Microsoft faces down a new claim that pro-diversity hiring isn’t fair to white men
Microsoft employees have been using an internal message board to criticize the company’s pro-diversity efforts, referring to the hiring of women and minorities as “discriminatory” against white and Asian men, according to a report from Quartz. Microsoft has left these threads untouched, drawing criticism from other employees who feel the company talks up its diversity and inclusion efforts, but takes little meaningful action to reinforce them at a cultural level.
The sentiments, some of which were shared in threads earlier this year and late last year, highlight tensions within the company at an especially fraught time. Earlier this month, women at Microsoft began sharing stories of sexual harassment and discrimination and claiming the company has done little to nothing to resolve the issues. Their stories have since made international headlines and prompted a response from CEO Satya Nadella, who says the company is as dedicated as ever to its diversity and inclusion efforts and will revamp how its human resources division investigates such cases.
But Microsoft’s lack of official response to internal anti-diversity messages speaks to the challenges the company faces in actually following through with its efforts. The situation is reminiscent of the one Google faced with James Damore, a software engineer who was critical of his employer’s diversity efforts and published an internal memo that implied female workers are not as proficient at technical roles as male workers.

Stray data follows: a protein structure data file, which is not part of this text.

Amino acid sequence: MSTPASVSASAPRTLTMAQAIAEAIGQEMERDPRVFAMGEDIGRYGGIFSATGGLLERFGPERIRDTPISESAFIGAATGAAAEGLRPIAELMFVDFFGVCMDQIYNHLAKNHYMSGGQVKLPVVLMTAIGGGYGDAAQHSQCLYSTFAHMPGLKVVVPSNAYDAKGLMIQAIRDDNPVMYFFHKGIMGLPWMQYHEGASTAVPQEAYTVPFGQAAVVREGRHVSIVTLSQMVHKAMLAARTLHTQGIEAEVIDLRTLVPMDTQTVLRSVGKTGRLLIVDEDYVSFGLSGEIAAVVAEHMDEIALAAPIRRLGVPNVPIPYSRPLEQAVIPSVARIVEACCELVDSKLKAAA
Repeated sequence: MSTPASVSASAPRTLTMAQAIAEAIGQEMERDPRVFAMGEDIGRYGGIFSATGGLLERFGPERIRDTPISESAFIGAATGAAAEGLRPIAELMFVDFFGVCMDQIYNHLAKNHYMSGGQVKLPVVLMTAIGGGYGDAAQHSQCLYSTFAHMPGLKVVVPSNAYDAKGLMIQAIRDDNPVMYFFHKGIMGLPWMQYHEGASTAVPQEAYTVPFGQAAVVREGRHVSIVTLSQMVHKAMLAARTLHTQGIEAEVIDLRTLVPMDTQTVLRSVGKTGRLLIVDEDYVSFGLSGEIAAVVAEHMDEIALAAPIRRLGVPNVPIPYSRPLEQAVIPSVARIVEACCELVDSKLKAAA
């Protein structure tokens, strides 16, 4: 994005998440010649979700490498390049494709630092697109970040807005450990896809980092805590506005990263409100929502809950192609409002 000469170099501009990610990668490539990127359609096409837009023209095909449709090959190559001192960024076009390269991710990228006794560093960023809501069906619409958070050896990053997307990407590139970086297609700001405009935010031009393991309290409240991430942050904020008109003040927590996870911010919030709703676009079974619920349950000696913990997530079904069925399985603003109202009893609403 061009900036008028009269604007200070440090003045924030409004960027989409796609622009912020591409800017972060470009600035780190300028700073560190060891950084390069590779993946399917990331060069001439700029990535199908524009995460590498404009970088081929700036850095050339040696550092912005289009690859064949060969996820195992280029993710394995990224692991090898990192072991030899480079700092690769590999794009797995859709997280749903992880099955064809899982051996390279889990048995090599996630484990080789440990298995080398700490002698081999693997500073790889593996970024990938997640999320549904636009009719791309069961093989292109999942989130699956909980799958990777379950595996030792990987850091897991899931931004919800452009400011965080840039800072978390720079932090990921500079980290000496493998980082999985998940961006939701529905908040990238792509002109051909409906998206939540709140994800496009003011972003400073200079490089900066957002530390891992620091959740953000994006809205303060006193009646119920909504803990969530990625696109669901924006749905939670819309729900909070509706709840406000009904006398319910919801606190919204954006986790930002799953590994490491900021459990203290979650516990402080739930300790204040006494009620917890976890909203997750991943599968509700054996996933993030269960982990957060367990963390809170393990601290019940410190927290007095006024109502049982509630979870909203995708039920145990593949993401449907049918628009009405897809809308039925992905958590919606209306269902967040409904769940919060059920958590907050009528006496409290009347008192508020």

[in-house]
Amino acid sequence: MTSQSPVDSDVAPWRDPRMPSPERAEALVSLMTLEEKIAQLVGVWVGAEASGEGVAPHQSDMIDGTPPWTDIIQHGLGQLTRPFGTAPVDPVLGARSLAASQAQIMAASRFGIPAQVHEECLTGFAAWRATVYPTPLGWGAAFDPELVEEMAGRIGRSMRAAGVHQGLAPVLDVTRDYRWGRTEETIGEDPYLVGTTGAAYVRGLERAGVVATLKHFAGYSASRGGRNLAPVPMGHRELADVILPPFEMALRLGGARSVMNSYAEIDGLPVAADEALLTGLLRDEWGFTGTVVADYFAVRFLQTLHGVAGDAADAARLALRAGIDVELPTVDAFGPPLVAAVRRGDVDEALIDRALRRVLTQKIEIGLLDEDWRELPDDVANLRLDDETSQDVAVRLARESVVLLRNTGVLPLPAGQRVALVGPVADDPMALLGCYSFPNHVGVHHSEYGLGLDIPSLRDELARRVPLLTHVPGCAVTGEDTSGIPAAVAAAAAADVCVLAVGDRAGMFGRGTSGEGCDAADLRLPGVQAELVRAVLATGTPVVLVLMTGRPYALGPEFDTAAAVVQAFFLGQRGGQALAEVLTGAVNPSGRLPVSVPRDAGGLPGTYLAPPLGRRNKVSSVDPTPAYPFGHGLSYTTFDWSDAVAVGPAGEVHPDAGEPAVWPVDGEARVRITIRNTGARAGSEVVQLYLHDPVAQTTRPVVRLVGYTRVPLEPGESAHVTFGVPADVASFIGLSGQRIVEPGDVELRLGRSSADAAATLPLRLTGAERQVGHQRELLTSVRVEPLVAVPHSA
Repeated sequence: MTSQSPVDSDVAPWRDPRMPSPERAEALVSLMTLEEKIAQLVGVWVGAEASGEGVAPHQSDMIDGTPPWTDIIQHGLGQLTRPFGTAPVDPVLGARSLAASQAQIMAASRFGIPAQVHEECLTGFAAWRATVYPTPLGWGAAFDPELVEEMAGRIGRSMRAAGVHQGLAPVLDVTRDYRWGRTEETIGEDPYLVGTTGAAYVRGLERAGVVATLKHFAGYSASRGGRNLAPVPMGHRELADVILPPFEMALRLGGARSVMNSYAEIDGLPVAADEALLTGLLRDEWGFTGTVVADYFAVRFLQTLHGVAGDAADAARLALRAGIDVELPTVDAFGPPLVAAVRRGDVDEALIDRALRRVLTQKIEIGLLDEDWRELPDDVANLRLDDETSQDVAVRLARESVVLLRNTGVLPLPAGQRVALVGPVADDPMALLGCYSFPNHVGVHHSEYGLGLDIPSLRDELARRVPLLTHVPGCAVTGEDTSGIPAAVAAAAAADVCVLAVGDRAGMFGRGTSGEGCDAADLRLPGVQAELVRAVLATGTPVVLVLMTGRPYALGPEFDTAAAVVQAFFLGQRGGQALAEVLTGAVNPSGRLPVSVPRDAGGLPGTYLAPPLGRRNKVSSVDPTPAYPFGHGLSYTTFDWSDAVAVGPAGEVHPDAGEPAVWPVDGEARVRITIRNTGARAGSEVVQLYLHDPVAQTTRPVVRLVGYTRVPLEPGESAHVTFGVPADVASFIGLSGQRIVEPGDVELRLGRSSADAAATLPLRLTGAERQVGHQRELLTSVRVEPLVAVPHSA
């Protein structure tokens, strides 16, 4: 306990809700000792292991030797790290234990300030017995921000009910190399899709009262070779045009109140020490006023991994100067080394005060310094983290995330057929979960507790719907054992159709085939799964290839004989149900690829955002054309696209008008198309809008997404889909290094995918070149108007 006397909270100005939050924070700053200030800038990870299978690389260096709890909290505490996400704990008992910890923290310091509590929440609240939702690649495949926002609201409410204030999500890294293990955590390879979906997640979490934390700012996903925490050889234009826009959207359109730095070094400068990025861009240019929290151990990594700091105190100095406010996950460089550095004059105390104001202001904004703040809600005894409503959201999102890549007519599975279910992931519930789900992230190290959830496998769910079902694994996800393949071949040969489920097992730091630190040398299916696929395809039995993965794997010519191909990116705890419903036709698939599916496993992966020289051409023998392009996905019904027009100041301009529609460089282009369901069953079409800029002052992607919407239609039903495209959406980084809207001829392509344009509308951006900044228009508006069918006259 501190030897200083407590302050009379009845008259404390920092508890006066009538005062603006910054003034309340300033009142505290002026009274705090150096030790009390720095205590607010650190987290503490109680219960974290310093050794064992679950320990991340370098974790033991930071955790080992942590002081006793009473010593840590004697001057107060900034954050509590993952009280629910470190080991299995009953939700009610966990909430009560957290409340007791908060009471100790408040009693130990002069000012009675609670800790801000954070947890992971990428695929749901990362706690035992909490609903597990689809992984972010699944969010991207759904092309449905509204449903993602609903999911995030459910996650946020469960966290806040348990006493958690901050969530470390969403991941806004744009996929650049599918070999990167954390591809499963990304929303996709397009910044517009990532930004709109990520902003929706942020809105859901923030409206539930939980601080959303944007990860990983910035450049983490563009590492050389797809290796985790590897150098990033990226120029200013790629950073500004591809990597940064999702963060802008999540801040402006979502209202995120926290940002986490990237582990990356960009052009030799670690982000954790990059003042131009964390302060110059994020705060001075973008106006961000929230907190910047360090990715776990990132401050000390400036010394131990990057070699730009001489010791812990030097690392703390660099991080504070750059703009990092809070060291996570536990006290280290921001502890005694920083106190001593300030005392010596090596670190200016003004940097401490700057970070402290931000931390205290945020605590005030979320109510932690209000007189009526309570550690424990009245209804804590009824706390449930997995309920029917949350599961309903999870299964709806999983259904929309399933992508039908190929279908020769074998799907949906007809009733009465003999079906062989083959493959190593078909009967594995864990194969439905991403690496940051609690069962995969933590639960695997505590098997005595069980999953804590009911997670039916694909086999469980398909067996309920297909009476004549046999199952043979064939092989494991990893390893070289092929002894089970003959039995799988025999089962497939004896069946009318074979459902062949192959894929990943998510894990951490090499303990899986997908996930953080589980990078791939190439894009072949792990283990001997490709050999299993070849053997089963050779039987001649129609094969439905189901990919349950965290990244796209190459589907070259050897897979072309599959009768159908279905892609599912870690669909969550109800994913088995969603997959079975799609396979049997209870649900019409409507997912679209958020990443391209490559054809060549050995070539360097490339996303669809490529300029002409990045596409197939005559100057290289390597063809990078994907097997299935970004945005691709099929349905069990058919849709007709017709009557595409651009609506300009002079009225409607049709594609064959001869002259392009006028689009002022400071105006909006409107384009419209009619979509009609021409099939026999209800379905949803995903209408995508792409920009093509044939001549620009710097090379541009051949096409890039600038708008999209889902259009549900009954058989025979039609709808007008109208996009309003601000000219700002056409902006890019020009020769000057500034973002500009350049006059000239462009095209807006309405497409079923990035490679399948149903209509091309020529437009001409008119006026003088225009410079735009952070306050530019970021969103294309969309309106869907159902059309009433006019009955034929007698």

After several days, Google fired him for violating its code of conduct and “advancing harmful gender stereotypes,” as CEO Sundar Pichai said at the time. The situation earned Google widespread criticism from conservatives claiming Google was punishing Damore for his ideology and drowning out dissenting viewpoints. Damore went on to file a wrongful termination lawsuit against Google that has since moved out of court and into arbitration.
In this case, it appears Microsoft employees are pushing back against the notion that women and minorities in tech face outsize discrimination and harassment, by saying the company is overcorrecting in its hiring practices and incentivizing managers to avoid hiring white and Asian men, which are predominantly representative of the tech workforce at every single major company in the industry. No disciplinary action appears to have been taken against any employees involved in these threads.
“Does Microsoft have any plans to end the current policy that financially incentivizes discriminatory hiring practices? To be clear, I am referring to the fact that senior leadership is awarded more money if they discriminate against Asians and white men,” reads one of the posts, which racked up hundreds of comments, made by a female engineer on the Microsoft-owned enterprise messaging app Yammer, according to Quartz. The posts, and others like it, have been made largely in the “CEO Connection” Yammer channel, Quartz reports, meaning they’re designed to address topics employees want Nadella to address when he speaks to the whole company.